Observers falsely remember seeing beyond the bounds of a photograph (i.e., boundary extension [BE]). Do observers “zoom in” when viewing negative emotion photographs, resulting in boundary restriction (Safer, Christianson, Autry, & Österlund, 1998)? Studies have yielded inconsistent outcomes, perhaps because emotional valence was compared across photographs of completely different scenes. To control physical scene structure, two contrasting (negative vs. positive) emotional versions of the same scenes were created by dramatically changing individuals’ facial expressions; 14 such scene pairs were ...
Source: Emotion - August 23, 2018 Category: Psychiatry & Psychology Source Type: research

Cognitive and neural facets of dissociation in a traumatized population.
Dissociative phenomena are frequently experienced by psychologically traumatized people. However, little is known about the cognitive profiles of highly dissociative traumatized individuals, and corresponding patterns of neural connectivity when attentional networks are engaged in the context of emotion. One hundred seventeen traumatized women completed the multiscale dissociation inventory (MDI) and neuropsychological testing; MDI scores were used to classify high- and low-dissociative participants. Forty-six participants also underwent fMRI during performance of an attentional control task that incorporates emotionally d...
Source: Emotion - August 20, 2018 Category: Psychiatry & Psychology Source Type: research

Joint rhythmic tapping elicits distinct emotions depending on tap timing and prior musical training.
Music plays a significant role in human life. It is a form of art and entertainment and a powerful medium for interpersonal interaction. The experience of listening to music is often emotional. Previous research has elucidated many of the mechanisms that effect an emotional response in the listener. In contrast, much less is known about how joint musical engagement impacts emotions. Here we focus on synchronized rhythmic interaction, a fundamental feature of musical engagement. There are theoretical reasons for hypothesizing that synchronized interaction should elicit positive affect among interacting individuals, although...
Source: Emotion - August 20, 2018 Category: Psychiatry & Psychology Source Type: research

Positive emotion enhances association-memory.
The influence of emotion on association-memory is often attributed to arousal, but negative stimuli are typically used to test for these effects. While prior studies of negative emotion on association-memory have found impairments, theories suggest that positive emotion may have a distinct effect on memory, and may lead to enhanced association-memory. Here we tested participants’ memory for pairs of positive and neutral words using cued recall, supplemented with a mathematical modeling approach designed to disentangle item- versus association-memory effects that may otherwise confound cued-recall performance. In our ...
Source: Emotion - August 20, 2018 Category: Psychiatry & Psychology Source Type: research

The effect of relevance appraisal on the emotional response.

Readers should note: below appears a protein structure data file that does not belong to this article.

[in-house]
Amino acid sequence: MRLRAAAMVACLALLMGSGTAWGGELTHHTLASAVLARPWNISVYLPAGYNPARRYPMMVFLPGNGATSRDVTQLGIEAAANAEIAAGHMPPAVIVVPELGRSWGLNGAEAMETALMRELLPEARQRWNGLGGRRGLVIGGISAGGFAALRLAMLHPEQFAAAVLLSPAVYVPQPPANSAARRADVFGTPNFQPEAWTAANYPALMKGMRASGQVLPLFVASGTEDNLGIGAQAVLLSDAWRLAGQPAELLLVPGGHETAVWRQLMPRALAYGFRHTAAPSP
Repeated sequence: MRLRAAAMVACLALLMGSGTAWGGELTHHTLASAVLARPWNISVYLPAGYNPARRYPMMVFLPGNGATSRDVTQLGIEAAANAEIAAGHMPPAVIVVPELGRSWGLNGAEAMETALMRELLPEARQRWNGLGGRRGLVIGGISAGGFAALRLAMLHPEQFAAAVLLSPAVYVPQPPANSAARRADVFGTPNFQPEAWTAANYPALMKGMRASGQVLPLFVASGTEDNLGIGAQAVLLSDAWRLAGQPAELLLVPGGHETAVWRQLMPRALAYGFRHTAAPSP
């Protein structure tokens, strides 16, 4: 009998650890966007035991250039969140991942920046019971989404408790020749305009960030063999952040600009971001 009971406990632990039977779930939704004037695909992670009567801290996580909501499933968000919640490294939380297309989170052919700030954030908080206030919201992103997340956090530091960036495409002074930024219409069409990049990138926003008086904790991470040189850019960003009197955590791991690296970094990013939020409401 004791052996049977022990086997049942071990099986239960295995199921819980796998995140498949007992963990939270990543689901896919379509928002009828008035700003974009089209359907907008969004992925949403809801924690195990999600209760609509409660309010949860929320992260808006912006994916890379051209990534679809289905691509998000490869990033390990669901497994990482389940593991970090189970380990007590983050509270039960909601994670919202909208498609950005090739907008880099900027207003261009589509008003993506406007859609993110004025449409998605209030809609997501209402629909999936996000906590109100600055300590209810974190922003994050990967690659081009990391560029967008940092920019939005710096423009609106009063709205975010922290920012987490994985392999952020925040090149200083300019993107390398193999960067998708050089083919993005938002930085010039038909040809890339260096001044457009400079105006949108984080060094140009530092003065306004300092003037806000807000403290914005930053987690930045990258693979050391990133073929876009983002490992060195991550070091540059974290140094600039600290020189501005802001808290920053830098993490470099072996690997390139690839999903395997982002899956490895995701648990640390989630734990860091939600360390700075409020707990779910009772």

In this study, we used stimuli with high ecological validity and manipulated their relevance while holding constant the perceptual features of the stimuli. In the experiment, participants were given the result of their Israeli Psychometric Entrance Test (PET). The PET score is highly relevant to most participants, as, at the time of the experiment, it is the only unknown about whether they shall be admitted to their major of choice at the university. Relevance of the information was experimentally controlled both binarily by manipulating whether the presented score is the participant’s or belongs to another unfamilia...
Source: Emotion - August 20, 2018 Category: Psychiatry & Psychology Source Type: research

Timing of adolescent emotional disclosures: The role of maternal emotions and adolescent age.
Adolescent disclosure is a positive feature of parent–adolescent relationships, though disclosure to parents typically declines across adolescence. However, little is known about parental emotions that facilitate or inhibit real-time adolescent disclosures about their emotions and how parents respond to such disclosures during parent–adolescent interactions. The present study tested (1) whether maternal emotions were associated with the time to adolescents’ spontaneous emotional disclosures and (2) whether these associations varied as a function of adolescent age. Adolescents (N = 49, Mage = 14.84 years) ...
Source: Emotion - August 13, 2018 Category: Psychiatry & Psychology Source Type: research

Cognitive and personality correlates of trait disgust and their relationship to condemnation of nonpurity moral transgressions.
We present a meta-analysis of 6 studies (N = 1082) which suggests that trait disgust is associated with condemnation of nonpurity transgressions. This relationship was primarily explained by sensitivity toward the very core disgust stimuli that those transgressions lack. We next tested whether this relationship might be mediated by a third variable. We found that trait core disgust was associated with higher orderliness, lower deviance sensitivity, and preference for intuitive thinking; these variables also correlated with moral condemnation. Trait disgust was also associated with lower generalized social trust, but trust ...
Source: Emotion - August 6, 2018 Category: Psychiatry & Psychology Source Type: research

Face color facilitates the disambiguation of confusing emotion expressions: Toward a social functional account of face color in emotion communication.